All of the criticisms of NBC’s coverage really come together in their presentation of the gymnastics events. Building up drama that may or may not be there, ignoring pretty much all of the competitors except the hand-picked narratives, and even skipping coverage all together if Americans didn’t perform well.
Lazarus responded to the criticism of the gymnastics presentation in particular. Throughout the first week, it’s been interspersed amongst live swimming coverage, often stretching up to and past the midnight coverage window.
I don’t think so. We have shown all the relevant performers whether the U.S. or the Russians or the Brazilians. We are building our production for an American audience. Now America is made up of wide swaths of different nationalities but that is also why you can go online and stream any apparatus at any time and follow your own nation. If you happen to be in one of the Comcast X1 households, you can even get your schedule by when your nation will be performing.
NBC will always defend their primetime Olympic coverage by saying that they’re reaching out to more than just sports fans and trying to tell stories that go beyond just the athletic competition. As much as it may frustrate those of us who know that every single other sporting event is broadcasted live in 2016, it’s a formula that has driven huge ratings for decades and probably isn’t changing anytime soon. Need any more proof? Here’s exactly what we wrote four years ago about the tape delays from London:
There’s a sensible answer that could serve everyone. Air the premier live events on your cable sports network trying to get off the ground. NBC Sports Network has been labelled the home of Team USA these Olympics, but why not make it the home of all the live events we have to see? The actual amount of events worth complaining about in tape delay is actually relatively small – swimming, gymnastics, track, and maybe a few others. Air those live on NBC Sports Network and direct anyone who wants to see major live events there. Carry on with the tape delay primetime television miniseries event of the summer, but provide us with a viable live viewing option. Sure, there are other issues like risking available highlights once an event is aired on television, but there’s already so much information out there when events happen live there are hardly any more excuses in that department.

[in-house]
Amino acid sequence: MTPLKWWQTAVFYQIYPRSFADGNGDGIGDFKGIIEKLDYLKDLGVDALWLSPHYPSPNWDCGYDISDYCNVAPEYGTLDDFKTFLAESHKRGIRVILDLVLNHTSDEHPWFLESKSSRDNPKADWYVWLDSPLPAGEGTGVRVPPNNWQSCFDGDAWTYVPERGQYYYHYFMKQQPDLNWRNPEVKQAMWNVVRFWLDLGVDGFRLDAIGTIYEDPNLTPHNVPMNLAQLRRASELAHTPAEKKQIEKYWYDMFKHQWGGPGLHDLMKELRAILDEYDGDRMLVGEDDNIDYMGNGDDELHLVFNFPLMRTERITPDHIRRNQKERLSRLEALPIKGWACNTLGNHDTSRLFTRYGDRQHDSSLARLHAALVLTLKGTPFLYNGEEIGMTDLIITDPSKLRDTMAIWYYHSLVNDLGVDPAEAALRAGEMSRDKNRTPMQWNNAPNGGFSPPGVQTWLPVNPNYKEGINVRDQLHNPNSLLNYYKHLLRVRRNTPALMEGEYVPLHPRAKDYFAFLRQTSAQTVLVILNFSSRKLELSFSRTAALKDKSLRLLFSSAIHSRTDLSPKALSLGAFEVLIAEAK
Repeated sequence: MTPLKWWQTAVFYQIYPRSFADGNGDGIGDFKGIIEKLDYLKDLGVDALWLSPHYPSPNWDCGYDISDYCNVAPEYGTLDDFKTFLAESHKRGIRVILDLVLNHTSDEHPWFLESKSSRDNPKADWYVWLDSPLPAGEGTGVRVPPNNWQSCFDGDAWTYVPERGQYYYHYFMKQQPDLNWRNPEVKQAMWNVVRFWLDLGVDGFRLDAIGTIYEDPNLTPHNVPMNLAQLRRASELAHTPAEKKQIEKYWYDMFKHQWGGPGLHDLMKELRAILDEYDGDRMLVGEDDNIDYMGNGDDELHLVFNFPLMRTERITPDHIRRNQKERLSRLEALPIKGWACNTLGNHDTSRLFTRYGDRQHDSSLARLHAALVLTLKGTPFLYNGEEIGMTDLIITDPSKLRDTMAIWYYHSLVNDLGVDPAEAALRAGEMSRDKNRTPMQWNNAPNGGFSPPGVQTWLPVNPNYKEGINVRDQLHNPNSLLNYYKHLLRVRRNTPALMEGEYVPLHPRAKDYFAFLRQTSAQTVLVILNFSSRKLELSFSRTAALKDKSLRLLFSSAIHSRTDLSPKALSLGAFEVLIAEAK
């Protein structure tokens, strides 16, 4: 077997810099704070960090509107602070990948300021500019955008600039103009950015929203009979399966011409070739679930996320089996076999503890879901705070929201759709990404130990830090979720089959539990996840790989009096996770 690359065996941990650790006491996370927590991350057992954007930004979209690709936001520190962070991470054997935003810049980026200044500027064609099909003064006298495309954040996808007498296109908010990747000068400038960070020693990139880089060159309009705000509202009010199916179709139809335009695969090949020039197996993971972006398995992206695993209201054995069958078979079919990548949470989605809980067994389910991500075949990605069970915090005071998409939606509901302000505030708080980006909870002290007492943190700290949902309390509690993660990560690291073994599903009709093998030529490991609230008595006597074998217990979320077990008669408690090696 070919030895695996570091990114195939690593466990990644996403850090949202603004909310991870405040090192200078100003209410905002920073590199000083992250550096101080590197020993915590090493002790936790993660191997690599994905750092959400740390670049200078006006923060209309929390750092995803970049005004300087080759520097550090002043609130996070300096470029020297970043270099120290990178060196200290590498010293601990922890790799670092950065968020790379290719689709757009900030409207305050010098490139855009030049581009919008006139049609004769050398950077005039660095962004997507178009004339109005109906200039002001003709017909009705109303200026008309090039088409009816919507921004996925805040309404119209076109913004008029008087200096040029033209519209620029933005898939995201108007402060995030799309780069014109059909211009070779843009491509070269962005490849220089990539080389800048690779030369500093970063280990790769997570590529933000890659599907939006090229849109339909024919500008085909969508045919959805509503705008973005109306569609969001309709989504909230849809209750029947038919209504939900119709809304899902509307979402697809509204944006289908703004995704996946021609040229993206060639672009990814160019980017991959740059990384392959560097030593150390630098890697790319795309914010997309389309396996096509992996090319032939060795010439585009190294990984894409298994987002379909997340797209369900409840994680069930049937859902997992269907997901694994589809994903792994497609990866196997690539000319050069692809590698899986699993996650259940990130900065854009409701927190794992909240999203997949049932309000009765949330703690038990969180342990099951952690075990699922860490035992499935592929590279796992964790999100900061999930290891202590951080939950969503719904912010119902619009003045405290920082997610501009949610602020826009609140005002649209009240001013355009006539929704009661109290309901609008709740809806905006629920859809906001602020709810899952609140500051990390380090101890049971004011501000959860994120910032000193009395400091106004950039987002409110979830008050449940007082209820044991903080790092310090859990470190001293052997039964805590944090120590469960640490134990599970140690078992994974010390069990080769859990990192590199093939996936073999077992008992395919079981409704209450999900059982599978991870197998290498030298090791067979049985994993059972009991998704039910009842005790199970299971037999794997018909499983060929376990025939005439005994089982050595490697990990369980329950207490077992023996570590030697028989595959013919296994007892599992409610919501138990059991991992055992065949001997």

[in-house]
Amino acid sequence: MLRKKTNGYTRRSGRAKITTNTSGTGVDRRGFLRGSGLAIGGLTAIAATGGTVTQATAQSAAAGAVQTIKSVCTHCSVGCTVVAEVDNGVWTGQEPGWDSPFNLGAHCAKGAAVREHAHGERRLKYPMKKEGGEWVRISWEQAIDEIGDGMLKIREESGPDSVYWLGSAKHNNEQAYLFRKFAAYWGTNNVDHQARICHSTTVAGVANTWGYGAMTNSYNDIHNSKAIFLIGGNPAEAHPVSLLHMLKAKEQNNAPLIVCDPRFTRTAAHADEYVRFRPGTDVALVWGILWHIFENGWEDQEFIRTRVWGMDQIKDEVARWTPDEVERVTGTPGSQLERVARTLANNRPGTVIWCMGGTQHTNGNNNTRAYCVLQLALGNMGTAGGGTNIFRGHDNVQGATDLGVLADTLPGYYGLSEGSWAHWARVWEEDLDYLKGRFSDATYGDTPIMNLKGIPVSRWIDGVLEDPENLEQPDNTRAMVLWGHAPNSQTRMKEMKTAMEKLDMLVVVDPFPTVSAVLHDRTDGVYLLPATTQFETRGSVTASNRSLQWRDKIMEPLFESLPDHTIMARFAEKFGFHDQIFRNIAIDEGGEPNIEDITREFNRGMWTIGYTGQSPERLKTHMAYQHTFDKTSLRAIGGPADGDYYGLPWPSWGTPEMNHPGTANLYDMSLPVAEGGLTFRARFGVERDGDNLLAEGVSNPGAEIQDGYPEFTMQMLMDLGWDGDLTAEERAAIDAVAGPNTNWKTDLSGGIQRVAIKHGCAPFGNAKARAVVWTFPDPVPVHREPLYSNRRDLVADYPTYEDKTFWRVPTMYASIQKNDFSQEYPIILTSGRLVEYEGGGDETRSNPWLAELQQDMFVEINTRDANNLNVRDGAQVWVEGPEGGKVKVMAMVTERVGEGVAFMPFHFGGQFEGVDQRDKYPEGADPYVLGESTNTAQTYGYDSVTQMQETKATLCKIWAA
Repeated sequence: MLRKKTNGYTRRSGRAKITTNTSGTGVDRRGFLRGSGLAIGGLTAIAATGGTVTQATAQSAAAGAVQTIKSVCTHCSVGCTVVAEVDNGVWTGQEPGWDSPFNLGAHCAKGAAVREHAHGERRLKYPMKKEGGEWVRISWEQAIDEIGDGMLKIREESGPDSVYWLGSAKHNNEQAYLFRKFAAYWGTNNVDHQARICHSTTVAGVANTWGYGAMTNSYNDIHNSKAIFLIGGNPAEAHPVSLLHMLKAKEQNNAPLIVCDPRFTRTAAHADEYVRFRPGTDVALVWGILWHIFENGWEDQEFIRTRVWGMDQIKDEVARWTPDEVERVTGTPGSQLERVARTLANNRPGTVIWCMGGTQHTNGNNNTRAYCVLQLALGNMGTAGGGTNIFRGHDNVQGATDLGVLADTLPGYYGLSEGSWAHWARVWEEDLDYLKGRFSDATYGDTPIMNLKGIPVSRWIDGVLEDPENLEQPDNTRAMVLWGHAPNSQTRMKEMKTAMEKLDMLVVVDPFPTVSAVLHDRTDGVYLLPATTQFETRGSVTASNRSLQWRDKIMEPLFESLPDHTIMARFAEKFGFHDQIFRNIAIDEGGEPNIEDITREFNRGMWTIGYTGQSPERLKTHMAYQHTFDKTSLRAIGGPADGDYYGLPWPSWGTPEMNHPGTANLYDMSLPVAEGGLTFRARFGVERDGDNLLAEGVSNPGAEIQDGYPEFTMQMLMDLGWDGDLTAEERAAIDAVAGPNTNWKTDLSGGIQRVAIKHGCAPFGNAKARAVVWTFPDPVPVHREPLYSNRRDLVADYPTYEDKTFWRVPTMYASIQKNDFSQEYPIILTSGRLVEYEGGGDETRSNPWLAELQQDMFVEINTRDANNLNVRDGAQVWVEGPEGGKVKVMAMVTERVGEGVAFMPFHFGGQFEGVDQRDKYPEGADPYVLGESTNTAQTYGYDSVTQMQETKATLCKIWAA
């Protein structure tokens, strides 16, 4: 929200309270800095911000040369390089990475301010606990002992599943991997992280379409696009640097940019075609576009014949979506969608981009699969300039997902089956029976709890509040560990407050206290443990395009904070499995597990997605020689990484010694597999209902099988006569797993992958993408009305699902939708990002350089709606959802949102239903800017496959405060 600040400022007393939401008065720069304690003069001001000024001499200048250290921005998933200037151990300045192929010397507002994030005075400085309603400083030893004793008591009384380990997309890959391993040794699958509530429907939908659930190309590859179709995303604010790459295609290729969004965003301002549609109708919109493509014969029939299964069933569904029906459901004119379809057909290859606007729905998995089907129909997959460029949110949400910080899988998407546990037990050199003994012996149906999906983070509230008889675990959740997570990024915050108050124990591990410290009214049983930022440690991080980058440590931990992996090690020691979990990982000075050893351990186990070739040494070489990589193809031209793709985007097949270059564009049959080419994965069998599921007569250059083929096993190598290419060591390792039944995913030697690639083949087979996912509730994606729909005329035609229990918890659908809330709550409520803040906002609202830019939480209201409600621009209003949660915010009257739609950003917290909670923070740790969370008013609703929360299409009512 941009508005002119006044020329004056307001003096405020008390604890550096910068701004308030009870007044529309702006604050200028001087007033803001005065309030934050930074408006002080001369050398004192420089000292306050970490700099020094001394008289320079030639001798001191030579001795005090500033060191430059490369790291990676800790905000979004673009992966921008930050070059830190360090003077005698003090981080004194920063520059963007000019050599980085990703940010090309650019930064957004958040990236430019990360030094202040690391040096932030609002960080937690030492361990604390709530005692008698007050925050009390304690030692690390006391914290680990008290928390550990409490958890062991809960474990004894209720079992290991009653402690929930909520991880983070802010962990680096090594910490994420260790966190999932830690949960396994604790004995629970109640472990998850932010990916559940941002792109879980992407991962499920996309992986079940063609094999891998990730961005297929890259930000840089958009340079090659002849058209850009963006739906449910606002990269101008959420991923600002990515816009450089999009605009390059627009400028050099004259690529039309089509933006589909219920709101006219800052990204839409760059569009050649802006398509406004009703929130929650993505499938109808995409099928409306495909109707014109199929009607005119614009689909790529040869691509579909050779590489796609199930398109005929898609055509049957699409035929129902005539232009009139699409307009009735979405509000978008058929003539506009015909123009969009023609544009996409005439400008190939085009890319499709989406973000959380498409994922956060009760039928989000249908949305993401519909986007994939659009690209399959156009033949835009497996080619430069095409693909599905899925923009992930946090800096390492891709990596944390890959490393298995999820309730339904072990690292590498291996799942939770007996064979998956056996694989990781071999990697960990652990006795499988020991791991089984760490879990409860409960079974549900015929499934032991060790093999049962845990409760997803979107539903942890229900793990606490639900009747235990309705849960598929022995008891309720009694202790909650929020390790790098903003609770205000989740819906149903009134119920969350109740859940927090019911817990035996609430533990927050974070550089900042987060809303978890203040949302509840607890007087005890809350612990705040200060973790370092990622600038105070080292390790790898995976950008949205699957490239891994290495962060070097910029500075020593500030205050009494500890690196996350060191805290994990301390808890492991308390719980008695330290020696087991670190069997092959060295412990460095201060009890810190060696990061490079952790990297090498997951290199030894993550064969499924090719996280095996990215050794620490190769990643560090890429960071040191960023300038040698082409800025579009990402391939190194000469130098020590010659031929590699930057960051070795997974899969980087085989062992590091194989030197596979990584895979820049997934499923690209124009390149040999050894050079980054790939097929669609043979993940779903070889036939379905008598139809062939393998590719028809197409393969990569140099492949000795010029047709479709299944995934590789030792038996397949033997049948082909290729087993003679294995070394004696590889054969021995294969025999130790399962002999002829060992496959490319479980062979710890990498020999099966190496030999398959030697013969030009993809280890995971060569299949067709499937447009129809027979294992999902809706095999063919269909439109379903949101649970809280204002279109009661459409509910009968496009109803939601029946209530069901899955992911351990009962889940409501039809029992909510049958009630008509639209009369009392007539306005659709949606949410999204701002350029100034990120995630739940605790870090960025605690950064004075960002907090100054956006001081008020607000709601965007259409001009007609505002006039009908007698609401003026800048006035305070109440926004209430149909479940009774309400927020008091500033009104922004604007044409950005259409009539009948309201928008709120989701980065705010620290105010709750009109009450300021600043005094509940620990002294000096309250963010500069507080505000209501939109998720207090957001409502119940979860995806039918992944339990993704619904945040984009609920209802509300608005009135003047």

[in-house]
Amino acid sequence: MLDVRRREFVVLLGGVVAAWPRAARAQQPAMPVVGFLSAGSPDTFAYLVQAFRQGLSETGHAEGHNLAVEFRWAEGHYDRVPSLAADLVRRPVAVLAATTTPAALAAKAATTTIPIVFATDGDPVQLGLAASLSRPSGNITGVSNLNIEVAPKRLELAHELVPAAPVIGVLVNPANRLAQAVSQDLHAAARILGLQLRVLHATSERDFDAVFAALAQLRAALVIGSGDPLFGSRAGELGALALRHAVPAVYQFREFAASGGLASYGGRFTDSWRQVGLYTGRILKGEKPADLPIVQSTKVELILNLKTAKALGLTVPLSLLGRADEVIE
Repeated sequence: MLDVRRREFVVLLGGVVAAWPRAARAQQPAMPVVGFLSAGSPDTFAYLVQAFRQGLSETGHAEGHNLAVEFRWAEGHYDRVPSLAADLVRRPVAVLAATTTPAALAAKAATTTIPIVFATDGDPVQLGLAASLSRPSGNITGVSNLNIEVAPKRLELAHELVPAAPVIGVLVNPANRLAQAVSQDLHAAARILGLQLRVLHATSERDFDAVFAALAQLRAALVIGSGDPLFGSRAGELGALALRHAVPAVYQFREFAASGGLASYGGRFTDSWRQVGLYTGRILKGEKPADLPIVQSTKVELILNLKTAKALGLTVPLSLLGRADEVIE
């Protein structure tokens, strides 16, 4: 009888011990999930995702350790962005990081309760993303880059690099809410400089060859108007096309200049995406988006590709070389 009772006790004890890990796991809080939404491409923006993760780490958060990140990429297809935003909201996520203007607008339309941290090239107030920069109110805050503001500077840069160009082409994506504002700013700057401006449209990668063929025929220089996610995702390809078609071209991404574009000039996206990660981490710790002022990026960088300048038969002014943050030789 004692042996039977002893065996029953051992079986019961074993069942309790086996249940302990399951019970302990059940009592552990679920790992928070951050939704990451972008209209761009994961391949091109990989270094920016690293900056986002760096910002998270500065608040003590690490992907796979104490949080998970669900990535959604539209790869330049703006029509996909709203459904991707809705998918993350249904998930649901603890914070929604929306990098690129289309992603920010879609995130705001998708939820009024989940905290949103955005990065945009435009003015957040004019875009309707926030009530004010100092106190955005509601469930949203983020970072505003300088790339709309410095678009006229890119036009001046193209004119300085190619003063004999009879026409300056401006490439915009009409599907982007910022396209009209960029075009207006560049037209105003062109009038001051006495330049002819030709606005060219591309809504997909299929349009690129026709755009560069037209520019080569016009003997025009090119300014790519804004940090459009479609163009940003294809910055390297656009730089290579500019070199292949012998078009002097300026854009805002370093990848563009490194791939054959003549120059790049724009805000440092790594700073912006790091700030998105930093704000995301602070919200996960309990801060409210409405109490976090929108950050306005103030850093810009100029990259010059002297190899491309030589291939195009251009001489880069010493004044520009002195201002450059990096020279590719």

If anything, social media and the ability to get any information we want at our fingertips has only grown in the last four years. And truth be told, we’re only talking about a few sports here that NBC needs to offer both live and on tape delay. And they’re already doing it by airing basketball and soccer live on cable. So why not do it with gymnastics as well?
The decision to completely skip coverage of the men’s gymnastics all-around after Team USA did not medal was simply indefensible. Imagine being someone who was looking forward to watching that event for four years, avoiding any online stream or spoiler, only to find out that NBC chose to cut it because it wasn’t good enough for primetime anymore.
The live offerings and streaming improvements have come a very long way for fans of the Olympics, but there’s still a very long way to go to reach a point where NBC can make fans who want it live and fans who want it in primetime equally as happy. That fact is just as true in 2016 as it was in 2012 and we’ll be back here in the same position in 2020 as well.